John W. Simpson
John W. Simpson holds a unique distinction in the development of the atom as a source of energy for mankind. He is outstanding among engineers and scientists for significant contributions to all three pioneering applications of nuclear theory - to marine propulsion, to electric power generation and to space propulsion. The extent to which he influenced the transition from scientific discovery to practical application in all three areas is to a substantial degree responsible for the eminence of the United States in the atomic energy field today.
Born 25 September 1914, in Glenn Springs, S. C., Simpson was graduated from the United States Naval Academy with a bachelor of science degree in engineering. He joined Westinghouse in 1937 and, by studying during his free time, earned a master's degree in electrical engineering from the University of Pittsburgh in 1941.
He held various positions in the switchgear division at East Pittsburgh, Pa., between 1938 and 1949, and was instrumental in assuring that Westinghouse-supplied electrical switchboards and related equipment survived the extreme shocks and impacts aboard Navy vessels during World War II.
In 1946, he was granted a two-year leave of absence by Westinghouse to work at Oak Ridge National Laboratory with a select group of engineers and scientists on a design concept that was the basis for the first attempt to apply nuclear energy to the controlled generation of power.
Returning to Westinghouse, Simpson was named assistant manager of engineering for the Bettis Atomic Power Laboratory in 1949, operated by the company for the Atomic Energy Commission. It was at Bettis that the nuclear propulsion plants were designed and built under U.S. Government contracts for the USS George Washington, the first Polaris-carrying nuclear submarine, and the USS Long Beach and Enterprise, the first nuclear surface ships, as well as for the Nautilus. Simpson became assistant general manager of Bettis in 1952.
Two years later, Westinghouse received a contract from the Atomic Energy Commission for the Shippingport nuclear reactor project, and Simpson was tapped as manager of the project. In 1955, with the Shippingport project well under way, he was named general manager of the Bettis laboratory. He was elected a Westinghouse vice president in 1958. A year later he was appointed general manager of the company's newly formed atomic power divisions, with the assignment of developing the company's then-modest commercial nuclear power plant activities.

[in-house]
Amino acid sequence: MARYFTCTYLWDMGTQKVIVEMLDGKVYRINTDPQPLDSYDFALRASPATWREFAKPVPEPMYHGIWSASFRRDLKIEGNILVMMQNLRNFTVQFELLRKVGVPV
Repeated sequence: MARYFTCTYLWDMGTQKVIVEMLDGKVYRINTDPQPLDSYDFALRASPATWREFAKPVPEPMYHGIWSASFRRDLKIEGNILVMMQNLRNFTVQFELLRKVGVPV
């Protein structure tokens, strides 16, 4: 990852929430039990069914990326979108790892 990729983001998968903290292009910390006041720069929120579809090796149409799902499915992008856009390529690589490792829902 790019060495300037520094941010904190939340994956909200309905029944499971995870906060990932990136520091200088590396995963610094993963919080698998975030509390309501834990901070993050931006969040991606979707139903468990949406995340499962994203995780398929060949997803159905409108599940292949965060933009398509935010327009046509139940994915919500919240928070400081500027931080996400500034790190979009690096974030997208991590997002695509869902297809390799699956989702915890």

To get Westinghouse into the space reactor field, he also organized the company's astronuclear laboratory, which holds the first industrial contract for development of a reactor for nuclear rocket propulsion under the government's NERVA program.
By 1962, the commercial nuclear power activities and the space reactor programs were proceeding smoothly, and Simpson was promoted to Westinghouse vice president for engineering and research. He was named vice president, electric utility group, in 1963. He was responsible for the activities of 18 major divisions that comprised the Power Systems organization, one of four company-like units that made up Westinghouse. In 1969 he was named president, Power Systems. He was in charge of the engineering, production and marketing of a wide range of electrical equipment for the utility industry and other heavy industrial and construction applications. He thus witnessed firsthand the growth of nuclear power that was spurred by the pioneering efforts at Shippingport.
Simpson received the Westinghouse Order of Merit - the highest award the company makes to employees- for "his outstanding work in meeting the needs of the U.S. Navy for switchboards during World War II; for his talented contribution to the technical organization of the atomic power division; for his coordination and prosecution of the manifold technical details connected with the design and construction of the first sub- marine atomic power plant."
Simpson was named Pittsburgh's "Man of the Year in Engineering" by the Pittsburgh Jaycees in January, 1963, and was elected to the National Academy of Engineering in April, 1966. He was awarded the IEEE Edison Medal in 1971 "For sustained contributions to society through the development and engineering design of nuclear power systems." A member of the board of governors of the National Electric Manufacturers Association, he also serves as chairman of NEMA's power equipment division. He is a Fellow of the American Nuclear Society and has served on its board of directors, on its executive committee and as chairman of its finance committee. He also is a Fellow of the IEEE, and a member of the American Society of Mechanical Engineers, the Society of Naval Architects and Marine Engineering and the Atomic Industrial Forum.
Simpson married the former Esther Slattery in 1948. They reside in a Pittsburgh suburb, and have four children. Simpson has a broad range of recreational interests - they include skiing, sailing, swimming, deep-sea fishing, hunting and golf. (Editor's Note: Dr. Simpson passed away on 4 January 2007 in Hilton Head, SC.)